-          - Sew one edge of sleeve gusset to edge of sleeve piece (join at the part of the sleeve that will be the underarm area).


-          - Flip gusset out and stitch to other side of sleeve, continuing seam down the length of the sleeve, leaving 4-5" open at the bottom.




        - When assembled, your sleeve should look like this:



-          - Hem the cuff opening by turning in raw edges and stitching in place.


-          - Attach cuffs to sleeve using the same method you used to attach the collar to the neck. As before, interfacing with a lightweight fabric is optional.


Attach the Sleeves (it's almost done, I promise!):

-          - Mark top of sleeve (the fold opposite the point of the gusset), and quarter sleeves. Mark the correlated points in the sleeve opening.

-          - Gather sleeve to fit sleeve opening and baste in place.

-          - Check the fit and your gathers, and machine stitch into place.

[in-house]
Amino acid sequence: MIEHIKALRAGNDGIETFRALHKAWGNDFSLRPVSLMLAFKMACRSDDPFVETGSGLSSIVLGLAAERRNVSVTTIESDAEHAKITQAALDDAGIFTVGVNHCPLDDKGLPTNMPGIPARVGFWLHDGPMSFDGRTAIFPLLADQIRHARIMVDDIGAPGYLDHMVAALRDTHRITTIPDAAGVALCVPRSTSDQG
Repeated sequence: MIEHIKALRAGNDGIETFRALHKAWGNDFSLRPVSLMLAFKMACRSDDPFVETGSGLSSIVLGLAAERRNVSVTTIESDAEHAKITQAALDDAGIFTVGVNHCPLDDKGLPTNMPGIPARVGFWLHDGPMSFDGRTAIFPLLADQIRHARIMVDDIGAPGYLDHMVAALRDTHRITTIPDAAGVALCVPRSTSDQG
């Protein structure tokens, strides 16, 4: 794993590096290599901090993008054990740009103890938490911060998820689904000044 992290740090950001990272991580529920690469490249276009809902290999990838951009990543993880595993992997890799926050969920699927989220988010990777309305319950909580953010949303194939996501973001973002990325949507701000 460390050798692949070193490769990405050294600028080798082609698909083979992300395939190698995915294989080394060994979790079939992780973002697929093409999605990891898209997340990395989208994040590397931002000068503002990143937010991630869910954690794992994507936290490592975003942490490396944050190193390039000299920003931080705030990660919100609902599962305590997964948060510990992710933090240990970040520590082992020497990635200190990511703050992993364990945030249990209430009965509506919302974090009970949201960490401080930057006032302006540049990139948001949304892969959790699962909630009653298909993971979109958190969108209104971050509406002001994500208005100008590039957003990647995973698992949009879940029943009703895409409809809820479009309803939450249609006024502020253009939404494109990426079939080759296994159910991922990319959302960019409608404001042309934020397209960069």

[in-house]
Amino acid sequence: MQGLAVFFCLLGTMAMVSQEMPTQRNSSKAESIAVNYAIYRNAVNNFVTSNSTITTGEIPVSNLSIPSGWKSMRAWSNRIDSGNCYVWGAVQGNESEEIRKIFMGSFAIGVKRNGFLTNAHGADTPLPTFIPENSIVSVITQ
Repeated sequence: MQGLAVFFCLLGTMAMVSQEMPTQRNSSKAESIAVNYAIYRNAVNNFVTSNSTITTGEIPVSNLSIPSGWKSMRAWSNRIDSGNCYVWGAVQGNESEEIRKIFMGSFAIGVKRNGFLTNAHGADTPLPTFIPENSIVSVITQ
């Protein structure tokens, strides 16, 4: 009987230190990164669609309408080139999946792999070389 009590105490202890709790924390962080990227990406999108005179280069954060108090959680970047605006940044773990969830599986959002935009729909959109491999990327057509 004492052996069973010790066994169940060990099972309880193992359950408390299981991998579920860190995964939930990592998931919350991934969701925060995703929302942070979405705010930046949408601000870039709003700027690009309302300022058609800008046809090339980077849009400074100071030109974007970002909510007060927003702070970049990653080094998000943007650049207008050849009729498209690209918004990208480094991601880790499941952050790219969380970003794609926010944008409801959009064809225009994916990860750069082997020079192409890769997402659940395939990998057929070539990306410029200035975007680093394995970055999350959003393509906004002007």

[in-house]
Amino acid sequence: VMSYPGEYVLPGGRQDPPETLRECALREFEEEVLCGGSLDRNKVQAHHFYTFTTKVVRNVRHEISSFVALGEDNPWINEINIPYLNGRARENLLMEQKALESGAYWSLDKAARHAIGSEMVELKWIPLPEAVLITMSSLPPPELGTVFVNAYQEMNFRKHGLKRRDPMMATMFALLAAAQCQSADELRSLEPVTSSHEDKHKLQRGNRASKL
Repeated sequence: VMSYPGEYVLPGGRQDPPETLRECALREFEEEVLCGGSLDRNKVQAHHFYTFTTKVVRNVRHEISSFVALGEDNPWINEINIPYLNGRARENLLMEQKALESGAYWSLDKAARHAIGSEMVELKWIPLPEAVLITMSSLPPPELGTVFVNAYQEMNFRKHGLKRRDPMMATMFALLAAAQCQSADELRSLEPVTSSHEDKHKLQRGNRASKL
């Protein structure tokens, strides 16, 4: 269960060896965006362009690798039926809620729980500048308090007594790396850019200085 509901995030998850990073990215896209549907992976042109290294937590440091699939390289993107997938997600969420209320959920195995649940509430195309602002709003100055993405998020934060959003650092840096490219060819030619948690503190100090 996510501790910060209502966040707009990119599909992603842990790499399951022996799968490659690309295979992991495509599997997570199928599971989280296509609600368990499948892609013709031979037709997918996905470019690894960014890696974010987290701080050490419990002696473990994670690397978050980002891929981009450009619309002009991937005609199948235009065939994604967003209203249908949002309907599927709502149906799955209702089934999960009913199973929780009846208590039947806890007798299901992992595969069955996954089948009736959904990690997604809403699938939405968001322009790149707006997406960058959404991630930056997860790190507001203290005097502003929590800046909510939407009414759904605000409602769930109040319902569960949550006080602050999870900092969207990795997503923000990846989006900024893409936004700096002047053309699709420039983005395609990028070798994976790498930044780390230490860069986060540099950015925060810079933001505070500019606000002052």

Buttonholes (Sort of optional):

-          Since most pirate dress-up involves keeping things loose and rakish, you're probably not going to be buttoning your collar and cuffs anyway. If you're pressed for time or just don't feel like it, skip it! (You can always add them later.)

-          If you do wish to complete your look with buttonholes and buttons, stitch a buttonhole large enough to accommodate your choice of buttons on each back cuff edge, and two buttonholes on the left side of the collar (as you're facing it), one close to the base of the collar and one approx 1.5" down from the top edge. As always, play with these measurements to suit your fancy.


 There! You've done it!

Remember, being piratey means making your own way in the world. If you want to change up your shirt to suit your own style, by all means do so! Skip the hem gussets if you like. Make the sleeves shorter or longer. Add lace at the neck and sleeves. (Nerd note: historically, the delicate lace would be set into a fabric casing which was basted onto the garment openings. The lace could then be removed for washing to prevent damage.)

Chart your own course -- there's nothing truer to your inner pirate!




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About this Entry

This page contains a single entry by Holly Frey published on September 17, 2010 9:33 AM.

Halloween Yarn Party was the previous entry in this blog.

What We Love - September 18, 2010 is the next entry in this blog.